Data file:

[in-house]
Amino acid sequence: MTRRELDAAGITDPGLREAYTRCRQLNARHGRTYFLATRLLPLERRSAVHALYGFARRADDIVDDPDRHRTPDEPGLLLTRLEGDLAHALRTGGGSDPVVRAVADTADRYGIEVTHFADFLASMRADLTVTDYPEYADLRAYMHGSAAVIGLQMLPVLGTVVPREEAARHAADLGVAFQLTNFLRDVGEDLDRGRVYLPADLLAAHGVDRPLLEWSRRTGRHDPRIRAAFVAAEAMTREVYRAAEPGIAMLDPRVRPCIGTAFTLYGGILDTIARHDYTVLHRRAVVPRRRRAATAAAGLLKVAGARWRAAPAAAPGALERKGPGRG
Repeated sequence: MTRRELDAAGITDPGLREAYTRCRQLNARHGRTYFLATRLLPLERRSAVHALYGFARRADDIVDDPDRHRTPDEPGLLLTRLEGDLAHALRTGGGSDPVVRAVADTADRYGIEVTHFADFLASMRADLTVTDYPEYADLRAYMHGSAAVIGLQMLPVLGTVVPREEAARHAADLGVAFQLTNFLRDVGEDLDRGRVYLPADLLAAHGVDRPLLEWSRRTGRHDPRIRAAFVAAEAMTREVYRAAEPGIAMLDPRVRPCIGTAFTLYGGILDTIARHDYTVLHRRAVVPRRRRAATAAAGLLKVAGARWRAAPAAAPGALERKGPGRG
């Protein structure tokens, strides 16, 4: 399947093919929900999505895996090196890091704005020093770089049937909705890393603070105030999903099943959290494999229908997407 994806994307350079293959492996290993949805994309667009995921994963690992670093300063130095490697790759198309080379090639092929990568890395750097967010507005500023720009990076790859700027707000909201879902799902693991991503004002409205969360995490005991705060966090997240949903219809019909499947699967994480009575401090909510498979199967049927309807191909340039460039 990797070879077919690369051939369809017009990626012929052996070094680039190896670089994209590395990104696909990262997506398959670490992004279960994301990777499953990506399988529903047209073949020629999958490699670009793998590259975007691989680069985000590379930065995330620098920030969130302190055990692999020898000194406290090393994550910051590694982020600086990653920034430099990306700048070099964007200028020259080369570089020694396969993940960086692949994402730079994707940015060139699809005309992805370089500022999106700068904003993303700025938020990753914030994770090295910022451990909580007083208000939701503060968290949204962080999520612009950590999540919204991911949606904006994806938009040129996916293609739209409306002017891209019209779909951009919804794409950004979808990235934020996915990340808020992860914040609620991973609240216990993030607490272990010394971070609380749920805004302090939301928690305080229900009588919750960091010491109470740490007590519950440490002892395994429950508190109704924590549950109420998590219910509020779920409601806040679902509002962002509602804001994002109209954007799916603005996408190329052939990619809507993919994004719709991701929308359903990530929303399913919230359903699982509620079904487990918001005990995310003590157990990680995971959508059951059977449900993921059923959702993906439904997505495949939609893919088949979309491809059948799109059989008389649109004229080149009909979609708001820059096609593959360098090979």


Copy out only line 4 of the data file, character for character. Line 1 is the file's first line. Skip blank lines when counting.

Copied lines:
């Protein structure tokens, strides 16, 4: 399947093919929900999505895996090196890091704005020093770089049937909705890393603070105030999903099943959290494999229908997407 994806994307350079293959492996290993949805994309667009995921994963690992670093300063130095490697790759198309080379090639092929990568890395750097967010507005500023720009990076790859700027707000909201879902799902693991991503004002409205969360995490005991705060966090997240949903219809019909499947699967994480009575401090909510498979199967049927309807191909340039460039 990797070879077919690369051939369809017009990626012929052996070094680039190896670089994209590395990104696909990262997506398959670490992004279960994301990777499953990506399988529903047209073949020629999958490699670009793998590259975007691989680069985000590379930065995330620098920030969130302190055990692999020898000194406290090393994550910051590694982020600086990653920034430099990306700048070099964007200028020259080369570089020694396969993940960086692949994402730079994707940015060139699809005309992805370089500022999106700068904003993303700025938020990753914030994770090295910022451990909580007083208000939701503060968290949204962080999520612009950590999540919204991911949606904006994806938009040129996916293609739209409306002017891209019209779909951009919804794409950004979808990235934020996915990340808020992860914040609620991973609240216990993030607490272990010394971070609380749920805004302090939301928690305080229900009588919750960091010491109470740490007590519950440490002892395994429950508190109704924590549950109420998590219910509020779920409601806040679902509002962002509602804001994002109209954007799916603005996408190329052939990619809507993919994004719709991701929308359903990530929303399913919230359903699982509620079904487990918001005990995310003590157990990680995971959508059951059977449900993921059923959702993906439904997505495949939609893919088949979309491809059948799109059989008389649109004229080149009909979609708001820059096609593959360098090979």